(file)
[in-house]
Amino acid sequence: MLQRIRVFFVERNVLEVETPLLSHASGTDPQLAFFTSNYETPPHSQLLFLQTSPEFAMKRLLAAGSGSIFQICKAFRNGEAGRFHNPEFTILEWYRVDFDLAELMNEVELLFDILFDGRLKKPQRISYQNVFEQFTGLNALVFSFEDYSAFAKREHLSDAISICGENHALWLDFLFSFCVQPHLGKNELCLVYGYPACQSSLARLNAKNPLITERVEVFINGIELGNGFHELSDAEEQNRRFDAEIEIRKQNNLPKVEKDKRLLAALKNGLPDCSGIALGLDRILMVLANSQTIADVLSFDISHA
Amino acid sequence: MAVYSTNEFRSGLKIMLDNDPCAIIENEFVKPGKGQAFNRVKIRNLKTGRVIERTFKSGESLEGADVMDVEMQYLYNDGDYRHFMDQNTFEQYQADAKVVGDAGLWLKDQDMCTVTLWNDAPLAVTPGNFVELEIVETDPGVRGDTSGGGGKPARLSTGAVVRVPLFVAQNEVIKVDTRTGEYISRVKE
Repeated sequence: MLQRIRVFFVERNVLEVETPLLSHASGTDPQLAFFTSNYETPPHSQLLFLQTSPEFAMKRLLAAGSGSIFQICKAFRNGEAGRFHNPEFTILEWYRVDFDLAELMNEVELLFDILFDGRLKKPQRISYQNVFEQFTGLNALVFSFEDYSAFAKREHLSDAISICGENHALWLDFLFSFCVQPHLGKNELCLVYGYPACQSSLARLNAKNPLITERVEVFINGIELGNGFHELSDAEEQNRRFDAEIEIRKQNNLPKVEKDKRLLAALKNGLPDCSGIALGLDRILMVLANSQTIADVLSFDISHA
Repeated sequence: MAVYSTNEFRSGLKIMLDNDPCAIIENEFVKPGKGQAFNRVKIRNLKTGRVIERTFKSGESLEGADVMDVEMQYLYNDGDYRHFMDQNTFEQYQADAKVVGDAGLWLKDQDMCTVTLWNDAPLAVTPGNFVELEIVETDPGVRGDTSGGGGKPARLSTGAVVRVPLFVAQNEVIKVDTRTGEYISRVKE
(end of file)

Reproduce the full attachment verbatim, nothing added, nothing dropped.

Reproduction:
[in-house]
Amino acid sequence: MLQRIRVFFVERNVLEVETPLLSHASGTDPQLAFFTSNYETPPHSQLLFLQTSPEFAMKRLLAAGSGSIFQICKAFRNGEAGRFHNPEFTILEWYRVDFDLAELMNEVELLFDILFDGRLKKPQRISYQNVFEQFTGLNALVFSFEDYSAFAKREHLSDAISICGENHALWLDFLFSFCVQPHLGKNELCLVYGYPACQSSLARLNAKNPLITERVEVFINGIELGNGFHELSDAEEQNRRFDAEIEIRKQNNLPKVEKDKRLLAALKNGLPDCSGIALGLDRILMVLANSQTIADVLSFDISHA
Amino acid sequence: MAVYSTNEFRSGLKIMLDNDPCAIIENEFVKPGKGQAFNRVKIRNLKTGRVIERTFKSGESLEGADVMDVEMQYLYNDGDYRHFMDQNTFEQYQADAKVVGDAGLWLKDQDMCTVTLWNDAPLAVTPGNFVELEIVETDPGVRGDTSGGGGKPARLSTGAVVRVPLFVAQNEVIKVDTRTGEYISRVKE
Repeated sequence: MLQRIRVFFVERNVLEVETPLLSHASGTDPQLAFFTSNYETPPHSQLLFLQTSPEFAMKRLLAAGSGSIFQICKAFRNGEAGRFHNPEFTILEWYRVDFDLAELMNEVELLFDILFDGRLKKPQRISYQNVFEQFTGLNALVFSFEDYSAFAKREHLSDAISICGENHALWLDFLFSFCVQPHLGKNELCLVYGYPACQSSLARLNAKNPLITERVEVFINGIELGNGFHELSDAEEQNRRFDAEIEIRKQNNLPKVEKDKRLLAALKNGLPDCSGIALGLDRILMVLANSQTIADVLSFDISHA
Repeated sequence: MAVYSTNEFRSGLKIMLDNDPCAIIENEFVKPGKGQAFNRVKIRNLKTGRVIERTFKSGESLEGADVMDVEMQYLYNDGDYRHFMDQNTFEQYQADAKVVGDAGLWLKDQDMCTVTLWNDAPLAVTPGNFVELEIVETDPGVRGDTSGGGGKPARLSTGAVVRVPLFVAQNEVIKVDTRTGEYISRVKE